Philosophy of Mathematics Seminar


Philosophy of Mathematics seminar


Frederique Janssen-Lauret, Manchester

Founding mothers: Women’s contributions to logic in the early analytic period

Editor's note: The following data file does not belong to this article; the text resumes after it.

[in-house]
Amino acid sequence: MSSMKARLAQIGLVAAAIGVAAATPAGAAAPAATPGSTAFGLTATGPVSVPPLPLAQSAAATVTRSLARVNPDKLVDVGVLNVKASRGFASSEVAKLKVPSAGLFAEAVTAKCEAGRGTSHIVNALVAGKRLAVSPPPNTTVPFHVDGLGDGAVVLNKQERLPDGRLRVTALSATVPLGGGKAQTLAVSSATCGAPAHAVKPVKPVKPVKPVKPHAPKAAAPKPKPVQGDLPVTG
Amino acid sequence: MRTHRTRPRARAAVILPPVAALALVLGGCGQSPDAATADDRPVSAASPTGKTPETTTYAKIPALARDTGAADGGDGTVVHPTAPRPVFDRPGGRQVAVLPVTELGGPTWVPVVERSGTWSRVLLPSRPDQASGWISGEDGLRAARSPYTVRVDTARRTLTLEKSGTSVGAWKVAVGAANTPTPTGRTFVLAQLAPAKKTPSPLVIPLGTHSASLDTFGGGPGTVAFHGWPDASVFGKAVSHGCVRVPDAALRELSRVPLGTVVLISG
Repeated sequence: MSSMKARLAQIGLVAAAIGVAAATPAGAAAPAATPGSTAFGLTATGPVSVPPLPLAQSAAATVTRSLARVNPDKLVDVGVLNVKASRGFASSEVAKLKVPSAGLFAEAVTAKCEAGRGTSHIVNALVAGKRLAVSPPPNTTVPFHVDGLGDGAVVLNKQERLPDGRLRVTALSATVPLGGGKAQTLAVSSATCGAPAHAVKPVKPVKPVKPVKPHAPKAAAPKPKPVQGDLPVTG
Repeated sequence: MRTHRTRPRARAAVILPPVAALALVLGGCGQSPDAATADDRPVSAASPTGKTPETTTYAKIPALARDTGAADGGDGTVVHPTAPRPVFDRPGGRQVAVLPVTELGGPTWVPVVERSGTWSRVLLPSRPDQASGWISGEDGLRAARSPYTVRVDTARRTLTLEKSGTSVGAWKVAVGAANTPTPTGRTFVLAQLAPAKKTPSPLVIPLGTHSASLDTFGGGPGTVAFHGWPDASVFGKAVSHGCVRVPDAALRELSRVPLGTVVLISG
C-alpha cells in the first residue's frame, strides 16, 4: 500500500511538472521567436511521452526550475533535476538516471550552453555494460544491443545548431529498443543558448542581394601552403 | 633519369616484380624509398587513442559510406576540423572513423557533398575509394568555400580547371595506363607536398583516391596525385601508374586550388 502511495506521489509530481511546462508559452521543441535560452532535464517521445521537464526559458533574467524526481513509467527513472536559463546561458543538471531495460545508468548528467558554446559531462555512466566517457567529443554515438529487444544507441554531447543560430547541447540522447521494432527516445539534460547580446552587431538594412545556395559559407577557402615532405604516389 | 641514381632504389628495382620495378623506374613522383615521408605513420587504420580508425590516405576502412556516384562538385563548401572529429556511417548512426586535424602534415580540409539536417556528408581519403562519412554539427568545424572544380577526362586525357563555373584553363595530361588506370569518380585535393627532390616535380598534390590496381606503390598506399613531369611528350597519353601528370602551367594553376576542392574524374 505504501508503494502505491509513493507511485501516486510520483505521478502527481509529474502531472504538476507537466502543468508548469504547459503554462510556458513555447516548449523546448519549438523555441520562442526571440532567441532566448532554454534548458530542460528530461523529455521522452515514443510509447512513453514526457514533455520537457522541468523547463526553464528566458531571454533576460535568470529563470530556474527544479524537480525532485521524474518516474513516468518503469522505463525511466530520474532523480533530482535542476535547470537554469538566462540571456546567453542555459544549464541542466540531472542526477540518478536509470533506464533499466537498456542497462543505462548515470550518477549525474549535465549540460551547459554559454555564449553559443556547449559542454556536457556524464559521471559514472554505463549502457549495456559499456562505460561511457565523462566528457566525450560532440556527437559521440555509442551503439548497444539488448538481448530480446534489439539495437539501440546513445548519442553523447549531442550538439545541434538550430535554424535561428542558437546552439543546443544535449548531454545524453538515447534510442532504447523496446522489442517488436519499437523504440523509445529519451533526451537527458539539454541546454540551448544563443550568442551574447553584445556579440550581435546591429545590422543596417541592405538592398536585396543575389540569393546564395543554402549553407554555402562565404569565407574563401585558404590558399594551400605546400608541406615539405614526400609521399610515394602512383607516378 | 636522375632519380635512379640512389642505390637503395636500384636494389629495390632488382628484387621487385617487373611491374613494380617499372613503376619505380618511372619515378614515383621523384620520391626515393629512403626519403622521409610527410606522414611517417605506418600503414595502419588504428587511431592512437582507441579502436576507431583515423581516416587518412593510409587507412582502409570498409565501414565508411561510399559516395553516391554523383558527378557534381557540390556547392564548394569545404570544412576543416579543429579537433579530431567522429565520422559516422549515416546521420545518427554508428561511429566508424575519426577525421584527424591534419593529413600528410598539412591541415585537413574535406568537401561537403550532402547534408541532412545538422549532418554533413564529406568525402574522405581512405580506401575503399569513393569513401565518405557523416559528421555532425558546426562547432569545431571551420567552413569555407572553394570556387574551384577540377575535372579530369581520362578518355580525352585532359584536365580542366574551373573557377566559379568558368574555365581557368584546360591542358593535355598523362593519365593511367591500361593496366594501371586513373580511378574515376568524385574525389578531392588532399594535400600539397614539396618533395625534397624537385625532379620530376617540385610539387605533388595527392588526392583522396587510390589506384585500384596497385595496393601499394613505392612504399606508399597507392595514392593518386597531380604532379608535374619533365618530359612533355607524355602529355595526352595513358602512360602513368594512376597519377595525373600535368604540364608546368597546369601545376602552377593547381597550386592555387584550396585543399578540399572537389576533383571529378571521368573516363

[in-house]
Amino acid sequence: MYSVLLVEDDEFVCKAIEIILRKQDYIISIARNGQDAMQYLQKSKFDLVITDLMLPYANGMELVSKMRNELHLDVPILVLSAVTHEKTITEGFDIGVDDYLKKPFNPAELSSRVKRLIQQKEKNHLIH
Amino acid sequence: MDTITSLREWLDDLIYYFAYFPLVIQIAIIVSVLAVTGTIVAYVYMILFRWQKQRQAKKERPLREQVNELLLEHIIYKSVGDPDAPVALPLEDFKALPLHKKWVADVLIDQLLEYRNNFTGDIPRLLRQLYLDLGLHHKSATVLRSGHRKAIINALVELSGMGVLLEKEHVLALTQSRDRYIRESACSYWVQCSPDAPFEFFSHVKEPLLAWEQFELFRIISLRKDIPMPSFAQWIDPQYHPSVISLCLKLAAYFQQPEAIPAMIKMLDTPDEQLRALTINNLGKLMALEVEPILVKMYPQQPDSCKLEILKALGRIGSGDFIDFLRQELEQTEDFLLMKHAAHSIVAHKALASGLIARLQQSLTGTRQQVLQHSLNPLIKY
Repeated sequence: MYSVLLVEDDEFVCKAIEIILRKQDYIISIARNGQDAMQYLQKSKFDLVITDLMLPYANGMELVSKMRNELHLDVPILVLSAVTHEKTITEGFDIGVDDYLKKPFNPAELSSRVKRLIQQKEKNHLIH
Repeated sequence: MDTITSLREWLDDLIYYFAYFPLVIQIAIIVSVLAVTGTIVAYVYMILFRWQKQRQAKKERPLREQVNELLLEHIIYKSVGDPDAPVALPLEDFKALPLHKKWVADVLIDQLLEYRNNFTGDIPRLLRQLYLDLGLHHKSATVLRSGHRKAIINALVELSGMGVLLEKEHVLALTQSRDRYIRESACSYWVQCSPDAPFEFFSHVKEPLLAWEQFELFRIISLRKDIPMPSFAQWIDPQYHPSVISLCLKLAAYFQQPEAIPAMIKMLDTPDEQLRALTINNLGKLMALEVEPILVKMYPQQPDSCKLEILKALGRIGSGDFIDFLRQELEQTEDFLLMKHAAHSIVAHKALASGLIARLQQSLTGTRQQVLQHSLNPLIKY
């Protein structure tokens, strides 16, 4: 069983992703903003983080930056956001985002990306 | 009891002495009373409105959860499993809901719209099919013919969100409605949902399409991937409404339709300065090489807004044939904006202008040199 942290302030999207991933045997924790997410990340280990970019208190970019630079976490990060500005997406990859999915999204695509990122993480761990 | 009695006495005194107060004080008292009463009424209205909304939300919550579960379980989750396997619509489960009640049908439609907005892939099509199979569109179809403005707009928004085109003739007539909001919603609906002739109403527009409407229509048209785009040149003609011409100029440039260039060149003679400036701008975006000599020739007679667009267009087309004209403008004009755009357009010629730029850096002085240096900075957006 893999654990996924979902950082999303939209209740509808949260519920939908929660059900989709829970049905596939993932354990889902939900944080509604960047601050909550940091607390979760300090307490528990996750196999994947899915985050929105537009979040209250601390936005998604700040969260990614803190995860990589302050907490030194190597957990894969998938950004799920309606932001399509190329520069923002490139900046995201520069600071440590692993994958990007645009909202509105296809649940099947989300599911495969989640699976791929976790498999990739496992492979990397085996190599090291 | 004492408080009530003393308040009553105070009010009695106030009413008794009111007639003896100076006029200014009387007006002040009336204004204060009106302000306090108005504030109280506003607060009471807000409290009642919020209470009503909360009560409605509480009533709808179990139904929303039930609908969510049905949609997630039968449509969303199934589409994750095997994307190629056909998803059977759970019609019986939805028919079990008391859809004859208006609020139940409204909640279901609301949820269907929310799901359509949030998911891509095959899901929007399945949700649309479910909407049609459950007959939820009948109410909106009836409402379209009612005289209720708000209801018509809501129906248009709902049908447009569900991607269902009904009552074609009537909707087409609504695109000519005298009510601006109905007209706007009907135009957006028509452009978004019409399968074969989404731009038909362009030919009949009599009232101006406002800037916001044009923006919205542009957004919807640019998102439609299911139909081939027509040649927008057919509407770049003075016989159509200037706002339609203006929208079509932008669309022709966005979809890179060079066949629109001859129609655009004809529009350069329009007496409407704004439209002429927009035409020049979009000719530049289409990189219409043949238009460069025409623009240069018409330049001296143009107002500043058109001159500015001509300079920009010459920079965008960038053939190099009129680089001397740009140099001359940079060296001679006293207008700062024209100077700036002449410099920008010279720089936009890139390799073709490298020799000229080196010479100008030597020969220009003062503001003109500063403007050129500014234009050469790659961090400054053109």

Analytic philosophy is thought to have been constructed by a wholly male pantheon of ‘founding fathers’ (Russell, Moore, Wittgenstein) and ‘grandfathers’ (Frege). It is assumed that there were no founding mothers or grandmothers, that female analytic philosophers did not arrive on the scene until the 1950s, with Anscombe, Foot, and Murdoch. Women, the traditional histories assume, were just not writing original philosophy in the late 1890s to 1930s when analytic philosophy emerged, or if they were, they wrote on normative philosophy, ethics, politics, or the history of philosophy, not the hard-nosed logic which drove early analytic philosophy. My paper challenges this story, which is not borne out by the historical record. My paper establishes that women − including Christine Ladd-Franklin, Constance Jones, Victoria Welby, Constance Naden, Augusta Klein, Dorothy Wrinch, Susan Stebbing, Susanne Langer, Alice Ambrose, Margaret Macdonald, Margaret Masterman, Marjorie Lee Browne, Janina Hosiasson, and Ruth Barcan − made significant contributions to logic from the beginning of the analytic movement, publishing on mathematical and philosophical logic, philosophy of logic in journals like Mind and Proceedings of the Aristotelian Society.